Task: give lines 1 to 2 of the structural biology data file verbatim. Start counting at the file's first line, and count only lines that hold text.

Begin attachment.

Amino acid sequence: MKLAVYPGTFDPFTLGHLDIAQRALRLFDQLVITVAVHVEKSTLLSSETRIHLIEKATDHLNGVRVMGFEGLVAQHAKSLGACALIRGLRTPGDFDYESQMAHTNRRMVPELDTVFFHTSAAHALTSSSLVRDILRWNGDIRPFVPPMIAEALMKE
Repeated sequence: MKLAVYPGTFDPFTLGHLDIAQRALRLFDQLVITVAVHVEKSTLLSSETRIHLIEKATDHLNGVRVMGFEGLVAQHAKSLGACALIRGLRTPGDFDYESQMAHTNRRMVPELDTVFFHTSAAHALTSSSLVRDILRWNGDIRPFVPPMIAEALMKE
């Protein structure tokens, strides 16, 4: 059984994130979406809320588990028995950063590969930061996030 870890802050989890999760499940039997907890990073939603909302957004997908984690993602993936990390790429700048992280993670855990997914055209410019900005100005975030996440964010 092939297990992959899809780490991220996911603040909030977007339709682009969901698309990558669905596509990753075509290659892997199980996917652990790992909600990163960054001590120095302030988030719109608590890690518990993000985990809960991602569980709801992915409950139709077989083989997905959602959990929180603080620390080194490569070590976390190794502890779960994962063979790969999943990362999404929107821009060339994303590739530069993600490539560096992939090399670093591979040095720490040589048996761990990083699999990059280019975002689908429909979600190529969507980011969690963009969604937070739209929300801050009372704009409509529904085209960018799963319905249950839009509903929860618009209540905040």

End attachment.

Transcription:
Amino acid sequence: MKLAVYPGTFDPFTLGHLDIAQRALRLFDQLVITVAVHVEKSTLLSSETRIHLIEKATDHLNGVRVMGFEGLVAQHAKSLGACALIRGLRTPGDFDYESQMAHTNRRMVPELDTVFFHTSAAHALTSSSLVRDILRWNGDIRPFVPPMIAEALMKE
Repeated sequence: MKLAVYPGTFDPFTLGHLDIAQRALRLFDQLVITVAVHVEKSTLLSSETRIHLIEKATDHLNGVRVMGFEGLVAQHAKSLGACALIRGLRTPGDFDYESQMAHTNRRMVPELDTVFFHTSAAHALTSSSLVRDILRWNGDIRPFVPPMIAEALMKE